The first round of the program was successful. Interns presented their outstanding work at the standing-room-only Showcase event. Of the 13 interns who were past college and actively job-seeking, 11 interns had at least part-time jobs in tech six months after our program ended. We are heartened by this early success, but there is much more work to be done. 

Opportunities for Forward-Looking Companies

Those interns who obtained jobs were placed mostly with San Diego companies that have worked with the autistic community previously, recognize the benefits and are prepared for a different onboarding experience. The National Foundation for Autism Research — of which I have been a board member — runs the NFAR Tech program and has established relationships with many local companies. 

Zooming out to an international scale, the Autism at Work program has received support from large companies like SAP and Microsoft. These companies have innovative hiring programs geared toward autistic talent and the resources to provide specialized job coaches and extensive programming to enhance the success of new recruits. The economies of most small- to mid-sized companies do not typically allow for such luxuries. That said, there are still ways to take best practices from programs such as ours and others so that businesses can benefit from the unique talents and creative perspectives of neurodiverse employees. 

  1. Be willing to question assumptions. One of the most eye-opening benefits of working with autistic talent has been having my assumptions challenged from an entirely different perspective. In this regard, employers might want to question whether the way they have always recruited and onboarded employees is limiting the pool of applicants (hint: It almost certainly is). Some companies ask for applicants to attend a one- or two-week mini-internship where skills can be evaluated and an offer for employment made based on what someone can actually do, not based on how well someone can persuade you about what they can do. 
  2. Improve team communication. There are some things we say as a matter of course that, when taken literally, as many autistic individuals interpret communication, is not what is intended. For example, I asked a member of my team if she could look in on a client who was experiencing a bug in our software. She confirmed that she could, but when I checked in a few days later, we realized that she thought I was going to tell her when exactly she should do that. I thought the implication was that she would do it right away, but I was admittedly not explicit in my communication. When communication is direct and clear, everyone benefits.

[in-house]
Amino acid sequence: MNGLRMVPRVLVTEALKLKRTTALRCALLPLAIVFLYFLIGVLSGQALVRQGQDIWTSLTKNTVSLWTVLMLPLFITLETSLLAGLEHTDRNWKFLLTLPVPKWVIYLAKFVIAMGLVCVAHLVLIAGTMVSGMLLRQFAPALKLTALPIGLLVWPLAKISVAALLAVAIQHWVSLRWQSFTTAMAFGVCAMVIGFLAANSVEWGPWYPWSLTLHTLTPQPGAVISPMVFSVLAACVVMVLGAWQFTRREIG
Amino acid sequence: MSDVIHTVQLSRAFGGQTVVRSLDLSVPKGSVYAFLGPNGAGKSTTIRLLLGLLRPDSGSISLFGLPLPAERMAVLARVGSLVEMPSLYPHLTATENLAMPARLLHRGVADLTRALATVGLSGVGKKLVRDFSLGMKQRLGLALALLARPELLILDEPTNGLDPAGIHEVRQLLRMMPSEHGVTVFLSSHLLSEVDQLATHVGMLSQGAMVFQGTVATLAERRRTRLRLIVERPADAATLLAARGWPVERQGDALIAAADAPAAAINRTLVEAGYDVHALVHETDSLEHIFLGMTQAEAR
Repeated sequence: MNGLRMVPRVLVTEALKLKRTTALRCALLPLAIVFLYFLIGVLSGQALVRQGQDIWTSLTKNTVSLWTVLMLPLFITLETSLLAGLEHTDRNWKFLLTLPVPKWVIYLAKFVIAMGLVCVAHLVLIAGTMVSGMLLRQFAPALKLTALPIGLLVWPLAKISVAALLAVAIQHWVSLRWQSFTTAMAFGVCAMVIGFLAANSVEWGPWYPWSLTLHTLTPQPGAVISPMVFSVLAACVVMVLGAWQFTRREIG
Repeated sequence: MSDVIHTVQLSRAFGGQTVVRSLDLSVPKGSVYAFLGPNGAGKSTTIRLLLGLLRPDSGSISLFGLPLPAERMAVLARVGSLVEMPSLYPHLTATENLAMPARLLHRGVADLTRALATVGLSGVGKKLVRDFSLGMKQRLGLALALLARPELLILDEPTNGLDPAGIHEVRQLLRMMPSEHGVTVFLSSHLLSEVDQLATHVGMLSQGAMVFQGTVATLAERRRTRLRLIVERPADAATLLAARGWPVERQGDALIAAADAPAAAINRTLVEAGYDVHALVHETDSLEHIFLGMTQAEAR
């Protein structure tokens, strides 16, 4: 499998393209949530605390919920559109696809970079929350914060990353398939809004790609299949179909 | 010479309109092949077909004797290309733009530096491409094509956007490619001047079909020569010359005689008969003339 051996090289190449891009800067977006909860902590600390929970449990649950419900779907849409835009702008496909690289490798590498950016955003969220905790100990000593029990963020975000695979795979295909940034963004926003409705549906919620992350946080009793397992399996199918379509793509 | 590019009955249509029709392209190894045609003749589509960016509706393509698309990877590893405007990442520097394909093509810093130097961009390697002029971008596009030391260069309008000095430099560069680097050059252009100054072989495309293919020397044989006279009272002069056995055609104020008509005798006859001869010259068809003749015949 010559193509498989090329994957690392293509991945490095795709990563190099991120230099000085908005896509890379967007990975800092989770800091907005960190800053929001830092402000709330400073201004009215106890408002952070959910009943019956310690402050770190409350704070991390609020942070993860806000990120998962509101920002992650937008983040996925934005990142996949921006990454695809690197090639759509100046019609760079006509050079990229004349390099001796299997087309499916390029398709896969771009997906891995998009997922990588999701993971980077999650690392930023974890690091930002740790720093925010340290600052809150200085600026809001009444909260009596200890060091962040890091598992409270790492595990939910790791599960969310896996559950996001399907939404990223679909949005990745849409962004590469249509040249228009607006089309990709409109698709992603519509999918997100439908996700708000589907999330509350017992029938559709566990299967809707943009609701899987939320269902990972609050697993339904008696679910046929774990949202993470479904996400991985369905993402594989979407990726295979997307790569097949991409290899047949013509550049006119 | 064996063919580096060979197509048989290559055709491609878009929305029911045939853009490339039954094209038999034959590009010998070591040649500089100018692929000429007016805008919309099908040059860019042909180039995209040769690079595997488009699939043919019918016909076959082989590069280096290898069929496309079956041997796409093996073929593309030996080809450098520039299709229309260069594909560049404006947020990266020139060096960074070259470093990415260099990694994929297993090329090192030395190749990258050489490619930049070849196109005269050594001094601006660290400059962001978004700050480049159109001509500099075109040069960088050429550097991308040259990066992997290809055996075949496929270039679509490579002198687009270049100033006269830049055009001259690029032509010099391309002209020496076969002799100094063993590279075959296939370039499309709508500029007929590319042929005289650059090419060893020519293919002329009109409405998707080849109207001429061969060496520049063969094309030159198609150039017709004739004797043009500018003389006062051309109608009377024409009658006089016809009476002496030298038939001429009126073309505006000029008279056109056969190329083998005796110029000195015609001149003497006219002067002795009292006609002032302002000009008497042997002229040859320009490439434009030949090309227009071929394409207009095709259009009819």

3. Demonstrating an open mindset improves workplace culture. When companies meet their new employees where they are, it demonstrates a willingness to cultivate talent and the value of each team member. This demonstration, especially when it is visible, has follow-on effects.
  4. Consider an apprenticeship model. Internship programs were a great first step, but they don’t necessarily lead to jobs if companies are not committed to long-term engagement. Michael Roberts, founder and CEO of the San Diego Code School, has recently authored the California Standards on Technical Apprenticeships. He says that apprenticeships, on the other hand, “not only level the playing field in terms of accessibility, they also create an immediate sense of the apprentice belonging to the team. It’s not merely a temporary training exercise or a tryout.”

The continued growth of our digital economy demands a large and diverse pool of talent. With the right training and support, neurodiverse individuals, who often self-describe as autistic, can contribute uniquely and substantially. Dan is now working at a job that he is not only great at but also a job he loves, in a community where he has made friends of colleagues. Much of the solutions are really best management practices for meeting all employees where they are. Dan’s outcome gives hope to millions on the autistic spectrum. 

Leanne Chukoskie

Research Scientist at the Qualcomm Institute @LeanneChukoskie

Leanne is a research scientist and director of the Power of NeuroGaming Center at the Qualcomm Institute at UC San Diego. She is also passionate about innovative excellence in undergraduate education and serves as a professor of social sciences at Minerva Schools at KGI. Her research led her to co-found a company, BrainLeap Technologies, at which she currently serves as chief science officer.